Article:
Leaning-Based Control of an Immersive-Telepresence Robot

by   Joona Halkola, et al.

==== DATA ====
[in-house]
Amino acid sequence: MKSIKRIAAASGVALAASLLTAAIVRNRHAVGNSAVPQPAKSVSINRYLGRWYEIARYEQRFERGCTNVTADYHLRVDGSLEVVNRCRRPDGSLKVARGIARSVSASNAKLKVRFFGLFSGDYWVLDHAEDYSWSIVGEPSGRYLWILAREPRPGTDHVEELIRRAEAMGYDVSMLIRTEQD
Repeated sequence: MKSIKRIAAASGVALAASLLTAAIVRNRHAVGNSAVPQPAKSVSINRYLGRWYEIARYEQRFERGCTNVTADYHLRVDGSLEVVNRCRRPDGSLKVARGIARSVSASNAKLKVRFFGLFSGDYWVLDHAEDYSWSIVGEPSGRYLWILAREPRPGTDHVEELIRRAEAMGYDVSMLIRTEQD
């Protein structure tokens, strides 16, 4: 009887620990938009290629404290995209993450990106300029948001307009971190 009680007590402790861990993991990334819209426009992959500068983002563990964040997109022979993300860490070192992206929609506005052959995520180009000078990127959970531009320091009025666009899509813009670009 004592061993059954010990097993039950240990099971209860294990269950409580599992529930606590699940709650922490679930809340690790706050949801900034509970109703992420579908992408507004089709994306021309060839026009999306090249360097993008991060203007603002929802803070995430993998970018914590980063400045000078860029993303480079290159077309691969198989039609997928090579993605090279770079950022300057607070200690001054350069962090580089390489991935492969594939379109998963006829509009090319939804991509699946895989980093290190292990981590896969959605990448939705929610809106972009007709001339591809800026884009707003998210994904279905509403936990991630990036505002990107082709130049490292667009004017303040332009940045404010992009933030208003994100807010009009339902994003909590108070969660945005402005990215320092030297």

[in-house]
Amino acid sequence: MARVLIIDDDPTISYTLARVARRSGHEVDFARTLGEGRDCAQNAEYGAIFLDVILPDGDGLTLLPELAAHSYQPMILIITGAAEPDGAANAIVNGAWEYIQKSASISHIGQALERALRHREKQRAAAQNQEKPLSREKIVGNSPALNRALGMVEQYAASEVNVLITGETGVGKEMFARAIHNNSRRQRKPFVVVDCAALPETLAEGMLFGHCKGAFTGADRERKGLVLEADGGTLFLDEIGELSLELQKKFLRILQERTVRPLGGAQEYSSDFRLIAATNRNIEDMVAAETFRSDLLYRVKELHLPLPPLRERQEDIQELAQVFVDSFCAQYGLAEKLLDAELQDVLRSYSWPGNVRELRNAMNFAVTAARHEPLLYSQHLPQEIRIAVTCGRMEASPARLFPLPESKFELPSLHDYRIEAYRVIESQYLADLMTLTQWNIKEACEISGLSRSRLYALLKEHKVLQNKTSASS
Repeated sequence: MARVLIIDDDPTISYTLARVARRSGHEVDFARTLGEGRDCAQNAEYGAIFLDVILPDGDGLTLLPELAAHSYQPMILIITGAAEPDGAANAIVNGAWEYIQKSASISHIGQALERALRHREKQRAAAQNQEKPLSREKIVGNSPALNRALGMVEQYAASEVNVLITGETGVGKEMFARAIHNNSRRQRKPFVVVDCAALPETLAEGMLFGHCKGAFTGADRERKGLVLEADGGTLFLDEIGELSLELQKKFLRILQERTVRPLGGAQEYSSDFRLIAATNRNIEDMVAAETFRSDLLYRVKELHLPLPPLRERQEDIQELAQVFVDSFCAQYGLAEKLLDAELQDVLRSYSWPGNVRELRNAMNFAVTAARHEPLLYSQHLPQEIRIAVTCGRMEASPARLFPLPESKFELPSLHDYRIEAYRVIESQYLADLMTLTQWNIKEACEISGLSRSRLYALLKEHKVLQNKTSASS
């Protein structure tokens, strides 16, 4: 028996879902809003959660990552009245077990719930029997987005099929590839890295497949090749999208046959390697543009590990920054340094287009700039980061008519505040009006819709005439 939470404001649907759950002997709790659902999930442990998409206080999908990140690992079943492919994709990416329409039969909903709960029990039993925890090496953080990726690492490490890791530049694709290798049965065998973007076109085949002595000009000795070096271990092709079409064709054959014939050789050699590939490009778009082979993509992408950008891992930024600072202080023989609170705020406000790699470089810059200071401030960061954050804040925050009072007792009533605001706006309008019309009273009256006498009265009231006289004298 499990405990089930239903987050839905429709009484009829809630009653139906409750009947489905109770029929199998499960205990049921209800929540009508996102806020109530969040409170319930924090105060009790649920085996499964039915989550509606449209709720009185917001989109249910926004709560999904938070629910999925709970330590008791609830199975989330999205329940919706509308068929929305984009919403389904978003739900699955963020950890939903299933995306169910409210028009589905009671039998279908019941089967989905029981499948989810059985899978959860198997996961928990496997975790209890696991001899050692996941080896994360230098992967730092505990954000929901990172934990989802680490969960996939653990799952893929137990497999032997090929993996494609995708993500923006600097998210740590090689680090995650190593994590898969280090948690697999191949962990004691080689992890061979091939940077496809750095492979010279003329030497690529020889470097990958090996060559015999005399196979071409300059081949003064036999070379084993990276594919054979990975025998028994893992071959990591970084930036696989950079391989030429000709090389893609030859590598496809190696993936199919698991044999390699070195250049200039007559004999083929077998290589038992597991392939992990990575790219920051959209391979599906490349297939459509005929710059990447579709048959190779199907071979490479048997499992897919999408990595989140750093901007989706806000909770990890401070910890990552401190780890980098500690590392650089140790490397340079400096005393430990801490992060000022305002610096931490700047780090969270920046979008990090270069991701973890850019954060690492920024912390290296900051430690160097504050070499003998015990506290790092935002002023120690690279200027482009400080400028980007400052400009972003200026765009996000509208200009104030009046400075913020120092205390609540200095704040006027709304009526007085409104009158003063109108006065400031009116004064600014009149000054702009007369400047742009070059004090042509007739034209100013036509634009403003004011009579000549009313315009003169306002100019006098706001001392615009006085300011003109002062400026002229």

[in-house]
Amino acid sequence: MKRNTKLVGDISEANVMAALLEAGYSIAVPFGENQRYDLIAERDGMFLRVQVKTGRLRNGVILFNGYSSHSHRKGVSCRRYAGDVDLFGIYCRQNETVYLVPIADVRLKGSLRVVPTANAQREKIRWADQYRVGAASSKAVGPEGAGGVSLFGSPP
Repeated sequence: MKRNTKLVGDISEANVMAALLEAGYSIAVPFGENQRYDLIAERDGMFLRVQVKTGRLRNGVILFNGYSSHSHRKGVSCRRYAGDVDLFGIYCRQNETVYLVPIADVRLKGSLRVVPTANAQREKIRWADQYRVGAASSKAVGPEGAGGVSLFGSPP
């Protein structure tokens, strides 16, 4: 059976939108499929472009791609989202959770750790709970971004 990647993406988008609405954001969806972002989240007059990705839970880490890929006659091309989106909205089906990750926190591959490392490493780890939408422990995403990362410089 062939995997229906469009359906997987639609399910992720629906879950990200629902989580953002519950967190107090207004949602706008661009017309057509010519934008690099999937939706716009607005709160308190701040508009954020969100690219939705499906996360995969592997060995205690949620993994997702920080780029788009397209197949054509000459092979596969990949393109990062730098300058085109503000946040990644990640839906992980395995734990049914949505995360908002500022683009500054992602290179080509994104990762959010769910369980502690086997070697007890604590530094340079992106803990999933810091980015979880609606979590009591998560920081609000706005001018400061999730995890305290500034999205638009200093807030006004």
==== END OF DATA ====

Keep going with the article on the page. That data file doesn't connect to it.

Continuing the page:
In this paper, we present an implementation of a leaning-based control of a differential drive telepresence robot and a user study in simulation, with the goal of bringing the same functionality to a real telepresence robot. The participants used a balance board to control the robot and viewed the virtual environment through a head-mounted display. The main motivation for using a balance board as the control device stems from Virtual Reality (VR) sickness; even small movements of your own body matching the motions seen on the screen decrease the sensory conflict between vision and vestibular organs, which lies at the heart of most theories regarding the onset of VR sickness. To test the hypothesis that the balance board as a control method would be less sickening than using joysticks, we designed a user study (N=32, 15 women) in which the participants drove a simulated differential drive robot in a virtual environment with either a Nintendo Wii Balance Board or joysticks. However, our pre-registered main hypotheses were not supported; the joystick did not cause any more VR sickness on the participants than the balance board, and the board proved to be statistically significantly more difficult to use, both subjectively and objectively. Analyzing the open-ended questions revealed these results to be likely connected, meaning that the difficulty of use seemed to affect sickness; even unlimited training time before the test did not make the use as easy as the familiar joystick. Thus, making the board easier to use is a key to enable its potential; we present a few possibilities towards this goal.


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